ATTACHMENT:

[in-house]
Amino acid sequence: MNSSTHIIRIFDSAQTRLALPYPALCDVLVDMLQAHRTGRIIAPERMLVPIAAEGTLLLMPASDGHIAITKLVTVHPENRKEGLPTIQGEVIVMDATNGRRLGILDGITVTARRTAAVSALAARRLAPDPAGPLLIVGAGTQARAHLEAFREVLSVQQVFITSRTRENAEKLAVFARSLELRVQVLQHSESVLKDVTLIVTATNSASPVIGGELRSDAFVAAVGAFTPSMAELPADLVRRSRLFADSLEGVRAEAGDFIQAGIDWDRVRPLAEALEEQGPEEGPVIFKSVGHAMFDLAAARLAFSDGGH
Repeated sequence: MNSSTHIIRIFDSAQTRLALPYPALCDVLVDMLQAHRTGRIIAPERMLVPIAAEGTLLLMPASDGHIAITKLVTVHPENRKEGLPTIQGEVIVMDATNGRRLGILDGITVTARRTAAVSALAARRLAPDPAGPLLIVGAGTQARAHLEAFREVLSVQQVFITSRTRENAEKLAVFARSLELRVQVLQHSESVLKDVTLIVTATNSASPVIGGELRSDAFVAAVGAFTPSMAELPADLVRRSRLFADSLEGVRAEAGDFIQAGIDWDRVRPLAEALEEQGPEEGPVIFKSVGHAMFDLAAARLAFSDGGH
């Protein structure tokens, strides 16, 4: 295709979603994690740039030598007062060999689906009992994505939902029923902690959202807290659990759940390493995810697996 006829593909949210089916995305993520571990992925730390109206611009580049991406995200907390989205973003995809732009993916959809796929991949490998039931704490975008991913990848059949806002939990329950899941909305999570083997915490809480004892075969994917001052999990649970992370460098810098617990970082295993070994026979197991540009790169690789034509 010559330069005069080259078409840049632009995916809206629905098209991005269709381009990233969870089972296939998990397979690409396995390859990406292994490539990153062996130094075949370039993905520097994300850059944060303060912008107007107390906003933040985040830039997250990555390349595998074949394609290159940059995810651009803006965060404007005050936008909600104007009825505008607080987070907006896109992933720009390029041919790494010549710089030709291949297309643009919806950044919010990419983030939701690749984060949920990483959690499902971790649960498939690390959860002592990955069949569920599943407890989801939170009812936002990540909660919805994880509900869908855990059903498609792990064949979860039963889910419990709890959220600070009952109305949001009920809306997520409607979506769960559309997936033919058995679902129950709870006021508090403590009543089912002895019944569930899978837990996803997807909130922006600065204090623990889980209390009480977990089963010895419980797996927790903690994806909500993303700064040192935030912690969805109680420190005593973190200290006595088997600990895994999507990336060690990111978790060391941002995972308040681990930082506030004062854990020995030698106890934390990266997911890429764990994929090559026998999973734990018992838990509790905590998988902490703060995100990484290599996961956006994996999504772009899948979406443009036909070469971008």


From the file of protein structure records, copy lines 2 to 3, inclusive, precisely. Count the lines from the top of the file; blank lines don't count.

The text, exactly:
Amino acid sequence: MNSSTHIIRIFDSAQTRLALPYPALCDVLVDMLQAHRTGRIIAPERMLVPIAAEGTLLLMPASDGHIAITKLVTVHPENRKEGLPTIQGEVIVMDATNGRRLGILDGITVTARRTAAVSALAARRLAPDPAGPLLIVGAGTQARAHLEAFREVLSVQQVFITSRTRENAEKLAVFARSLELRVQVLQHSESVLKDVTLIVTATNSASPVIGGELRSDAFVAAVGAFTPSMAELPADLVRRSRLFADSLEGVRAEAGDFIQAGIDWDRVRPLAEALEEQGPEEGPVIFKSVGHAMFDLAAARLAFSDGGH
Repeated sequence: MNSSTHIIRIFDSAQTRLALPYPALCDVLVDMLQAHRTGRIIAPERMLVPIAAEGTLLLMPASDGHIAITKLVTVHPENRKEGLPTIQGEVIVMDATNGRRLGILDGITVTARRTAAVSALAARRLAPDPAGPLLIVGAGTQARAHLEAFREVLSVQQVFITSRTRENAEKLAVFARSLELRVQVLQHSESVLKDVTLIVTATNSASPVIGGELRSDAFVAAVGAFTPSMAELPADLVRRSRLFADSLEGVRAEAGDFIQAGIDWDRVRPLAEALEEQGPEEGPVIFKSVGHAMFDLAAARLAFSDGGH